How OKRs & Agile methodologies work together
Being aligned and making sure your team is moving forward in the same direction is not an easy task. The numbers speak for themselves – only 41% of employees know what their organization stands for and just 38% of workers feel engaged by their jobs. And if the people don’t understand and connect with the organization’s mission and vision, they can’t contribute to the completion of company goals effectively.
To avoid such misalignment, many companies started adopting the OKR methodology to improve alignment and transparency. OKRs only started gaining popularity in the 1990s once Google adopted them. Around the same time, companies began to feel the need for a new, more iterative and incremental development method, thus Agile methodologies began capturing the headlines.
OKRs are a powerful way for companies to create clarity, culture of transparency and focus on what matters most. This ensures that employees are engaged and excited to deliver their best work in pursuit of a shared purpose. Usually, objectives and key results are organized on a quarterly basis. On the other hand, agile methodologies use shorter iterations of few weeks to deliver value. It may not be evident at first sight, but something both OKRs and Agile methodologies have in common is the goal to bridge the gap between strategy and execution and improve adaptability.
With that in mind, there are ways you can leverage best practices from both methodologies to accelerate progress. In this post we will talk about the two approaches you can try out.
Agile techniques for building OKRs
One thing you can do is utilize Agile techniques to build OKRs. Many of you may already be familiar with the Agile sprint diagram: Plan, Design, Develop, Test, Deploy, Review and Launch. The same principles can be applied in developing your OKRs. Agile sprints are well-defined, and you can leverage the main idea behind each stage to assist you in the process of creating company objectives and key results. Basically, you can treat the process as you would treat a sprint – the duration should also be relatively the same. Let’s break this down:
1. The planning stage is when the scope must be identified – some companies begin by setting objectives on a company level, whereas others may choose to start with only one department and further develop in the following quarters. In the planning stage, the OKR Product Owner, Scrum Master, Champion and Stakeholders must be appointed. The logistics and timing framework should be figured out as well.
2. Next step is to design your OKRs – figure out what the strategic objectives are and weigh their priority.
3. Then, develop that further by cascading the strategic objectives to the different areas and identify critical performance nodes that must be addressed. This will help you create alignment and will give you an overview of the overall strategy achievement. At this stage, the Key Results must be identified as well – this can be done by everyone in the organization.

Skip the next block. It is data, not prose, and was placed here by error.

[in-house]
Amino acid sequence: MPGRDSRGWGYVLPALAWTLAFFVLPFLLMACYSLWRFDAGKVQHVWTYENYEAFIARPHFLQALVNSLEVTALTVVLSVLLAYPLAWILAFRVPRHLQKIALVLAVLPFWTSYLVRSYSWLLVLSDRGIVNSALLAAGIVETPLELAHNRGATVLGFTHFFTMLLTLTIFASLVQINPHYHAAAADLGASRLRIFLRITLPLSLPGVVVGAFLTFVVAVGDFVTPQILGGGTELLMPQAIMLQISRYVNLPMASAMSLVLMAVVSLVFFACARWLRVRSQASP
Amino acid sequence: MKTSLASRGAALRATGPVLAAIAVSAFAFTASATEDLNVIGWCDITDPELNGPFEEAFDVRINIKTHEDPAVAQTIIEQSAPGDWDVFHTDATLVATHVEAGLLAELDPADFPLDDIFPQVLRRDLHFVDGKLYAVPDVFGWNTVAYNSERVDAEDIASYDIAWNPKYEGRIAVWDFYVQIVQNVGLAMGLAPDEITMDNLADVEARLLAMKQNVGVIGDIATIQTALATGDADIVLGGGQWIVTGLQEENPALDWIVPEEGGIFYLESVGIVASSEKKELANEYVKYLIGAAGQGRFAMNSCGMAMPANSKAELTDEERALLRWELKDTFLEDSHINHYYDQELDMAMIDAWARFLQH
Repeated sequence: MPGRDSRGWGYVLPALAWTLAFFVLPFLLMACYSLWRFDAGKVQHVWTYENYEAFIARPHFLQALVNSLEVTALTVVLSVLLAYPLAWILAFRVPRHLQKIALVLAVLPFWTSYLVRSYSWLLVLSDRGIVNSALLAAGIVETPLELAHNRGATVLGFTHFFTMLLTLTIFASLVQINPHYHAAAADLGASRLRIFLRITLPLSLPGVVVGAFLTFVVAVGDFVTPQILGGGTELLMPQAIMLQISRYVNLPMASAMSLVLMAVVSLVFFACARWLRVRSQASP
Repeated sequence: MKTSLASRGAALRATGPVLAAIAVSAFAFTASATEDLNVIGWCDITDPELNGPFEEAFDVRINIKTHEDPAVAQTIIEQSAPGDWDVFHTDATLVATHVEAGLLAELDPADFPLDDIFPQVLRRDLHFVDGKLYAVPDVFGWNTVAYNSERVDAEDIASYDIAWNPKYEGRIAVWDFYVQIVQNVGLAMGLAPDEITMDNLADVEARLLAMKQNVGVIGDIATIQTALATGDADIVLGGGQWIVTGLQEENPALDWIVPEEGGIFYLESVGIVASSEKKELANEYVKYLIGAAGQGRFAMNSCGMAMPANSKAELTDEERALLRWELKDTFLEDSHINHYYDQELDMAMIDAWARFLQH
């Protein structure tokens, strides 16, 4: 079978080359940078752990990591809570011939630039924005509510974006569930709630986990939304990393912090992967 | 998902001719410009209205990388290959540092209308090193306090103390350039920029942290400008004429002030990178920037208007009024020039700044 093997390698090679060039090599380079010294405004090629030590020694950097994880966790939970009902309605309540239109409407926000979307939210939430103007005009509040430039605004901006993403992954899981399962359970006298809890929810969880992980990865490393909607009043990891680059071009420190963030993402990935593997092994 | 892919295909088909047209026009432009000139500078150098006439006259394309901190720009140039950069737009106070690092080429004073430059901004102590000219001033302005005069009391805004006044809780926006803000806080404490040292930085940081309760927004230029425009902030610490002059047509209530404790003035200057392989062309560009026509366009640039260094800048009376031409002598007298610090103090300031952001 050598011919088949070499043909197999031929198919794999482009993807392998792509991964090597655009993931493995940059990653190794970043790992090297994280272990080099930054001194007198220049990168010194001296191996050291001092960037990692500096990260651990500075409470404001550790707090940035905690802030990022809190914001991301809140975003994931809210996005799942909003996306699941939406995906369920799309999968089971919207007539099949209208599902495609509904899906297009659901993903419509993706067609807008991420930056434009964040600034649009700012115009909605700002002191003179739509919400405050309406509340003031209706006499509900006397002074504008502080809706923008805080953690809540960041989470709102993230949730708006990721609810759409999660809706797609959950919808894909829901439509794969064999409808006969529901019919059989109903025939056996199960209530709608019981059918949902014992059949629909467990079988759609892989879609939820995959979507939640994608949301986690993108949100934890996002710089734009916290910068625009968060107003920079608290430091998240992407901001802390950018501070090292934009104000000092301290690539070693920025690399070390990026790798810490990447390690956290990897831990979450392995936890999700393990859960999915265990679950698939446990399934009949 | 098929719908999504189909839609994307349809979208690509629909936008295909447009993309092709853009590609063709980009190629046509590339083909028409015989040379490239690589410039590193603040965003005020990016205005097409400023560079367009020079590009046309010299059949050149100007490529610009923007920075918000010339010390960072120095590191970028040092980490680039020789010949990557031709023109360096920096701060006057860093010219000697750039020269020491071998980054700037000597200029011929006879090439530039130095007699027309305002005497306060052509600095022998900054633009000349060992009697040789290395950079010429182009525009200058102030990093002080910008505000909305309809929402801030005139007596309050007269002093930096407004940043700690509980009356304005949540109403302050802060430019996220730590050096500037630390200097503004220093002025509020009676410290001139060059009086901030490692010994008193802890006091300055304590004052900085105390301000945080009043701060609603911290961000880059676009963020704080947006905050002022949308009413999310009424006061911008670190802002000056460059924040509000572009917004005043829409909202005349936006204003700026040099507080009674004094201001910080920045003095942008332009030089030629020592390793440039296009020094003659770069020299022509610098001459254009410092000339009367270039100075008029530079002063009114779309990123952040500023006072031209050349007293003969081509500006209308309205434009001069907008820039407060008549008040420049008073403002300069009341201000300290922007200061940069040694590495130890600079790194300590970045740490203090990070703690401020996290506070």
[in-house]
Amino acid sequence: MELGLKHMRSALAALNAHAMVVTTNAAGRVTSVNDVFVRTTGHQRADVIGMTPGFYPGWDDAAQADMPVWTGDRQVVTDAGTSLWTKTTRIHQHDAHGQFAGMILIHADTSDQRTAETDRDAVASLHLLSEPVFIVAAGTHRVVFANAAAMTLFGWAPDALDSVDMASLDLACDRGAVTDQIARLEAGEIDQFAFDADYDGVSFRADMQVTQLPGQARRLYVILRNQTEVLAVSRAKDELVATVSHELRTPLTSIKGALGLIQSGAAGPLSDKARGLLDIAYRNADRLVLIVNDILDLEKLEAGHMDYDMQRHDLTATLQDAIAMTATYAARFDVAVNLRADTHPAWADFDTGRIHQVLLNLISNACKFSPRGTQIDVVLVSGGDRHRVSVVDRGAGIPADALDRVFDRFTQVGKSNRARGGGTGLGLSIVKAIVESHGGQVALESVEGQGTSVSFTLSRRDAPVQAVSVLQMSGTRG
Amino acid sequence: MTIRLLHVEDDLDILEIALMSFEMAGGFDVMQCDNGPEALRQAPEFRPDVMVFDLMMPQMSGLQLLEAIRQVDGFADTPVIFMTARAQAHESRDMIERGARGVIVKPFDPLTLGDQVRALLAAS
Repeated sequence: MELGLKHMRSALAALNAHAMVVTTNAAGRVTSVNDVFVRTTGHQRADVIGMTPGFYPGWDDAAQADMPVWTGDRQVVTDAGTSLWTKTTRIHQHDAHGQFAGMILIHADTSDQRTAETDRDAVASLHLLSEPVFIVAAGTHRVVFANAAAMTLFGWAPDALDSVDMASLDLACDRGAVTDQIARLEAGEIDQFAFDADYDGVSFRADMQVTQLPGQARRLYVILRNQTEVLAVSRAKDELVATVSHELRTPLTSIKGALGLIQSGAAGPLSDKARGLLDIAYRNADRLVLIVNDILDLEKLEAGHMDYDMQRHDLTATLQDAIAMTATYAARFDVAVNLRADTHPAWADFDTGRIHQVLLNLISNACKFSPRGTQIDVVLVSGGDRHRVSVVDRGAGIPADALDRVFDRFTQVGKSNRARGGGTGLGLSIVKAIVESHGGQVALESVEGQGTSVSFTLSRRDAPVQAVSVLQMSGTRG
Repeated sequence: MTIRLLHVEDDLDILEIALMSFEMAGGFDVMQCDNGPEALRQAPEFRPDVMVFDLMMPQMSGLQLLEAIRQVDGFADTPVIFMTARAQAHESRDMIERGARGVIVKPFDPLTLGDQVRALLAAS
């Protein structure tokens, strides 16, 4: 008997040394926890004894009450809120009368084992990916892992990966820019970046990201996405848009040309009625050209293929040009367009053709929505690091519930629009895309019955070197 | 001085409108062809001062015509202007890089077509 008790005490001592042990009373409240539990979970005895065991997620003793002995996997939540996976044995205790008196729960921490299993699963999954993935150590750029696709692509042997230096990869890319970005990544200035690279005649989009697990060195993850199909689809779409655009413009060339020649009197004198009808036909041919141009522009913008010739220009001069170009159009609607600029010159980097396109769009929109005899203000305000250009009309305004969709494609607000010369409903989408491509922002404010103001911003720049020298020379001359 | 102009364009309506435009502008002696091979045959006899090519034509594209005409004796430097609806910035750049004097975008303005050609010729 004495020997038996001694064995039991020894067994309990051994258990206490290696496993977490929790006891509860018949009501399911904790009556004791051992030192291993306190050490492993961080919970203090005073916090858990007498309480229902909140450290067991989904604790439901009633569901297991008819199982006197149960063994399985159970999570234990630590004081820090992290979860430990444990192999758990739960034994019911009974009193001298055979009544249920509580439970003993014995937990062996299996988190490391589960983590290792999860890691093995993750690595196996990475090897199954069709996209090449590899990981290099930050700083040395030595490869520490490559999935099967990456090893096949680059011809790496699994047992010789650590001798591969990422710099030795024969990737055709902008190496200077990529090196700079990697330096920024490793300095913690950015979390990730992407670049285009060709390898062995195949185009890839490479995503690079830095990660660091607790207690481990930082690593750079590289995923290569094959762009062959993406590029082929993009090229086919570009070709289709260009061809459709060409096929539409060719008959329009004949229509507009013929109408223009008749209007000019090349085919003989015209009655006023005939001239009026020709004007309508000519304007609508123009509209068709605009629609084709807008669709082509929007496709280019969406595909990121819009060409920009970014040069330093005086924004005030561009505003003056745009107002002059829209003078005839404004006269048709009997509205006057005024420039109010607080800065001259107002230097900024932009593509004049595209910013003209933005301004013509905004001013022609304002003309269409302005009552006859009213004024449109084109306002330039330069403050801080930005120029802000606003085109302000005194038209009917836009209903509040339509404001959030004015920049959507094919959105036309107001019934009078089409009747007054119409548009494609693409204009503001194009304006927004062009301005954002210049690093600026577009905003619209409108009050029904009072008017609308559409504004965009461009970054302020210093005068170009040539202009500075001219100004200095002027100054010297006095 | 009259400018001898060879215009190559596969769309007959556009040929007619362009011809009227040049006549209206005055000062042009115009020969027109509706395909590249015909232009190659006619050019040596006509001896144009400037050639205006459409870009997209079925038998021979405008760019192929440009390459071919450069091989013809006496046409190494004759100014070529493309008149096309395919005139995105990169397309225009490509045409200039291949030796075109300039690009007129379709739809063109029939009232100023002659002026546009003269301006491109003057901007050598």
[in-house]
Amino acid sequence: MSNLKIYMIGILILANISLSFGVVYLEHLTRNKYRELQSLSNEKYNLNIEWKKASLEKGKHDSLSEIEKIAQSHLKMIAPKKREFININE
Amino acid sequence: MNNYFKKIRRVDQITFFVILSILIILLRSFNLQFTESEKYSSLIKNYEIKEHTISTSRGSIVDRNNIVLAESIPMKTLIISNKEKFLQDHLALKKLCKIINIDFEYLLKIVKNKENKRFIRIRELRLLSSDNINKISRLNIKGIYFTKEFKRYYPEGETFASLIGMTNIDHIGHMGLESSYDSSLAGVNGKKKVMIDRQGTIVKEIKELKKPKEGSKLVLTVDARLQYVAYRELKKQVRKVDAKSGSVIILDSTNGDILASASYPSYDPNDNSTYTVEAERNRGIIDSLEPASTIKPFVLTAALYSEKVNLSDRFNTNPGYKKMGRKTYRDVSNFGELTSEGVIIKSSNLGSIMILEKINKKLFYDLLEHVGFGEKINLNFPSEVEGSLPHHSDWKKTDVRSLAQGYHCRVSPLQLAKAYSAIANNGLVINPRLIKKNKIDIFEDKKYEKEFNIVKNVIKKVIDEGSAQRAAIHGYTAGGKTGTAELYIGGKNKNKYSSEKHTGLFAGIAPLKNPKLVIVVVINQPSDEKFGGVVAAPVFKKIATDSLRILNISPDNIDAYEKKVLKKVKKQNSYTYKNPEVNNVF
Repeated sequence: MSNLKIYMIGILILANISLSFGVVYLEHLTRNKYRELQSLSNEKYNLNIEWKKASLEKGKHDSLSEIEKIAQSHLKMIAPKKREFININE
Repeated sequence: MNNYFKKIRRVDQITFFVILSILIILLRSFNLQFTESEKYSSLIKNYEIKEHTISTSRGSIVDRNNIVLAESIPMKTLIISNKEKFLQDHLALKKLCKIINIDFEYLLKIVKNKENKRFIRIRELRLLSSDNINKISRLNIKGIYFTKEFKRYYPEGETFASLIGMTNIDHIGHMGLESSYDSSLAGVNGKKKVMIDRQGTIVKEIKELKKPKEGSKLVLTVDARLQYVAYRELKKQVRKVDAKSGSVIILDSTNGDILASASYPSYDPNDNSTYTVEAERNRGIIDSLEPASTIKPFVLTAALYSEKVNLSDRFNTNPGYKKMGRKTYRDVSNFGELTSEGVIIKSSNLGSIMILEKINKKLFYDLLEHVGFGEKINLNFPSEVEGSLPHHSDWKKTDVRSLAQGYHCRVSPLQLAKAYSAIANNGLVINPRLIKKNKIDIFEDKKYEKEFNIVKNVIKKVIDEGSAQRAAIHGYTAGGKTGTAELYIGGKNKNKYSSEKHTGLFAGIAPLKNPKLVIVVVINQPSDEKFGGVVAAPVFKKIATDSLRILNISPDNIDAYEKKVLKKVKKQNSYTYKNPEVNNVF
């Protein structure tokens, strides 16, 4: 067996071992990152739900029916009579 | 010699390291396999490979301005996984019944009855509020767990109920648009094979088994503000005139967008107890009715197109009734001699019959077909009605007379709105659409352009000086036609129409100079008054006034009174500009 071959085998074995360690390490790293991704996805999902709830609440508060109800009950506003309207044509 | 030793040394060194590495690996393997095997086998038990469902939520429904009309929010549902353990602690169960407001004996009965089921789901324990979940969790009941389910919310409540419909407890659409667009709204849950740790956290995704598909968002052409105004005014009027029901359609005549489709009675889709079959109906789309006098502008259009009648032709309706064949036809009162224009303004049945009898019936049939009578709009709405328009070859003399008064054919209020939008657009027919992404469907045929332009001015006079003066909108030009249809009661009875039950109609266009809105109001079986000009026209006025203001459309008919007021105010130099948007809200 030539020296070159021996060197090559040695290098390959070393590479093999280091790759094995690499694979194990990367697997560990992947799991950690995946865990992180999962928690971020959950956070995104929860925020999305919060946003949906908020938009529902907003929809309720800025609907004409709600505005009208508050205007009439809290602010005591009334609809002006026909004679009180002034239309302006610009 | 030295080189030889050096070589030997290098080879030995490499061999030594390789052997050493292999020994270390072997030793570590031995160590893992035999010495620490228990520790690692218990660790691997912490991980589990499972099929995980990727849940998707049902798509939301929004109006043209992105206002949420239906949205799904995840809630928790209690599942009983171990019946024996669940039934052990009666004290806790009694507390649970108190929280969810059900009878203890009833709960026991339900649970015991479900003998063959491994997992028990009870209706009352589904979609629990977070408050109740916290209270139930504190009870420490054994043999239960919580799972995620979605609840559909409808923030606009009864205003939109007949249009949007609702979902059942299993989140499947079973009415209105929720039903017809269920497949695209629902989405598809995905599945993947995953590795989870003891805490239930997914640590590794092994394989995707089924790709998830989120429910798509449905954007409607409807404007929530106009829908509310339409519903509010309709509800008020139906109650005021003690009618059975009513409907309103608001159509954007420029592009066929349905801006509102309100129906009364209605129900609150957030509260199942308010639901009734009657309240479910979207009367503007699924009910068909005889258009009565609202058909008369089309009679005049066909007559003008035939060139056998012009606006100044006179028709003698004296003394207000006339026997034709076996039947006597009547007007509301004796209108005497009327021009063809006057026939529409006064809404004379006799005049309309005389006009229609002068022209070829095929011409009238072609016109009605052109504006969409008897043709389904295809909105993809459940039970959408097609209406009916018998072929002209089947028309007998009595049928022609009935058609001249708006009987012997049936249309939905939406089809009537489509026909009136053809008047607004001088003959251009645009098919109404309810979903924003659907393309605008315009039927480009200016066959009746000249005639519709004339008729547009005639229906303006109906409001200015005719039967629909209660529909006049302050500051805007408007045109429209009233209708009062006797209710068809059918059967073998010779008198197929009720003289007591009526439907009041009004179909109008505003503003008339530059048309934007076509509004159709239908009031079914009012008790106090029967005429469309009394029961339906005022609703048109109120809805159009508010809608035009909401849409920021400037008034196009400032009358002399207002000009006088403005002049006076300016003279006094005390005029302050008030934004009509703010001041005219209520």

As part of the systematization process, make sure you determine how often the Key Results must be updated – that could be weekly, bi-weekly or monthly, depending on your business needs.
Integrate OKRs in your work routine with Agile
You should consider incorporating the OKRs into your meetings and day-to-day activities. Agile methodologies can assist you in there as well. Here are our top 3 tips we recommend trying out:
1. For instance, you can try setting up weekly and monthly discussions to close-off sprints, update the OKR progress and refine tactics. Quarterly meetings can be used to refresh your strategic priorities and set-up new objectives and key results. Once a year, re-evaluate the priorities, overall strategy and update the strategic objectives.
2. Consider dividing each sprint into 2 parts – one half of the time the teams should work towards achieving an OKR and the other half – towards delivering what stakeholders brought up on the go and requires your attention (e.g. client requests, bugs etc.) This way you get agile responsiveness without losing track of the long-term plan.
3. Nonetheless, challenges may arise. Using sprints, you’re always moving, and things happen so quickly, it can be difficult to have visibility across the company and communicate with all departments what’s been shipped. If you’re experiencing similar problems, try incorporating this into your OKRs and discuss progress and communication improvement to sustain long-term vision.
Looking at the bigger picture, the benefits outweigh the drawbacks of diving into the world of OKRs and Agile methodologies – over time you’ll start noticing that it disciplines thinking, improves communication, focuses effort and enables employee engagement.
There isn’t a company out there that can’t benefit from better alignment and boosted employee satisfaction. Each company is different, and you can implement whatever methodologies and processes work for yours. Start with small steps, soon you will be well ahead in the game.
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